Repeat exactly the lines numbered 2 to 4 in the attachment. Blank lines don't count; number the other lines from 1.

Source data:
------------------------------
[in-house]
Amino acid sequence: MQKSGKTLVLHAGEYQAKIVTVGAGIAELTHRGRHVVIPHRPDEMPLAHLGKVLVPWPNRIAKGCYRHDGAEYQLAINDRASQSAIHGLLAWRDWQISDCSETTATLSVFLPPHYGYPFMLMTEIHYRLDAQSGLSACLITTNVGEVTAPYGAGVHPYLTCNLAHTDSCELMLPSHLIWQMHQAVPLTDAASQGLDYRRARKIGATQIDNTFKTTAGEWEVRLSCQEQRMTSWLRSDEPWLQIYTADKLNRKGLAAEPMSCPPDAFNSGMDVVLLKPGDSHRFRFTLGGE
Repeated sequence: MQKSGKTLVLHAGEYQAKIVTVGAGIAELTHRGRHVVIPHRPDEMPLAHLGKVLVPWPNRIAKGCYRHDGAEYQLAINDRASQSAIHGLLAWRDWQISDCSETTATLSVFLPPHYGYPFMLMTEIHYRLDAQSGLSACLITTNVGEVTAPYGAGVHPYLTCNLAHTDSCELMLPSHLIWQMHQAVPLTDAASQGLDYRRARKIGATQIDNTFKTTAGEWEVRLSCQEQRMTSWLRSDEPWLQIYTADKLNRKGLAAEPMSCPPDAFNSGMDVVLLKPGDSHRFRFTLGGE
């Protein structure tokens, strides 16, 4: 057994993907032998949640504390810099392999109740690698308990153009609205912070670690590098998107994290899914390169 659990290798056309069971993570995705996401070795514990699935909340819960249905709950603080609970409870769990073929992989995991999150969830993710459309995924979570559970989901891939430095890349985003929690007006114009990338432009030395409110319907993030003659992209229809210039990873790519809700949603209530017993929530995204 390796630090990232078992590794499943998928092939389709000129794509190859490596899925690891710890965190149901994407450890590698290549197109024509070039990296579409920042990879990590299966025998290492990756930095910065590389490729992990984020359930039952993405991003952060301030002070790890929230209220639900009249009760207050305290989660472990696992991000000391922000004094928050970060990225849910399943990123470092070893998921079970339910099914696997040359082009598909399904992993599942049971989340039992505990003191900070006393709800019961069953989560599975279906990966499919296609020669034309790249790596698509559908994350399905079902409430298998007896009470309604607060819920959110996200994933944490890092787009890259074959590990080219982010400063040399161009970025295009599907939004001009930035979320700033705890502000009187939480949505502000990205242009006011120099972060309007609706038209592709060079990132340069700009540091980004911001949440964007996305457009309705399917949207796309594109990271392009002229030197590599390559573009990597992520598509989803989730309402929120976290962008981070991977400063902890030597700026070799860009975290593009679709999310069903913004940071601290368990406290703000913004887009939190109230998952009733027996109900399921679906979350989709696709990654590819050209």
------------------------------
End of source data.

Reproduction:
Amino acid sequence: MQKSGKTLVLHAGEYQAKIVTVGAGIAELTHRGRHVVIPHRPDEMPLAHLGKVLVPWPNRIAKGCYRHDGAEYQLAINDRASQSAIHGLLAWRDWQISDCSETTATLSVFLPPHYGYPFMLMTEIHYRLDAQSGLSACLITTNVGEVTAPYGAGVHPYLTCNLAHTDSCELMLPSHLIWQMHQAVPLTDAASQGLDYRRARKIGATQIDNTFKTTAGEWEVRLSCQEQRMTSWLRSDEPWLQIYTADKLNRKGLAAEPMSCPPDAFNSGMDVVLLKPGDSHRFRFTLGGE
Repeated sequence: MQKSGKTLVLHAGEYQAKIVTVGAGIAELTHRGRHVVIPHRPDEMPLAHLGKVLVPWPNRIAKGCYRHDGAEYQLAINDRASQSAIHGLLAWRDWQISDCSETTATLSVFLPPHYGYPFMLMTEIHYRLDAQSGLSACLITTNVGEVTAPYGAGVHPYLTCNLAHTDSCELMLPSHLIWQMHQAVPLTDAASQGLDYRRARKIGATQIDNTFKTTAGEWEVRLSCQEQRMTSWLRSDEPWLQIYTADKLNRKGLAAEPMSCPPDAFNSGMDVVLLKPGDSHRFRFTLGGE
């Protein structure tokens, strides 16, 4: 057994993907032998949640504390810099392999109740690698308990153009609205912070670690590098998107994290899914390169 659990290798056309069971993570995705996401070795514990699935909340819960249905709950603080609970409870769990073929992989995991999150969830993710459309995924979570559970989901891939430095890349985003929690007006114009990338432009030395409110319907993030003659992209229809210039990873790519809700949603209530017993929530995204 390796630090990232078992590794499943998928092939389709000129794509190859490596899925690891710890965190149901994407450890590698290549197109024509070039990296579409920042990879990590299966025998290492990756930095910065590389490729992990984020359930039952993405991003952060301030002070790890929230209220639900009249009760207050305290989660472990696992991000000391922000004094928050970060990225849910399943990123470092070893998921079970339910099914696997040359082009598909399904992993599942049971989340039992505990003191900070006393709800019961069953989560599975279906990966499919296609020669034309790249790596698509559908994350399905079902409430298998007896009470309604607060819920959110996200994933944490890092787009890259074959590990080219982010400063040399161009970025295009599907939004001009930035979320700033705890502000009187939480949505502000990205242009006011120099972060309007609706038209592709060079990132340069700009540091980004911001949440964007996305457009309705399917949207796309594109990271392009002229030197590599390559573009990597992520598509989803989730309402929120976290962008981070991977400063902890030597700026070799860009975290593009679709999310069903913004940071601290368990406290703000913004887009939190109230998952009733027996109900399921679906979350989709696709990654590819050209």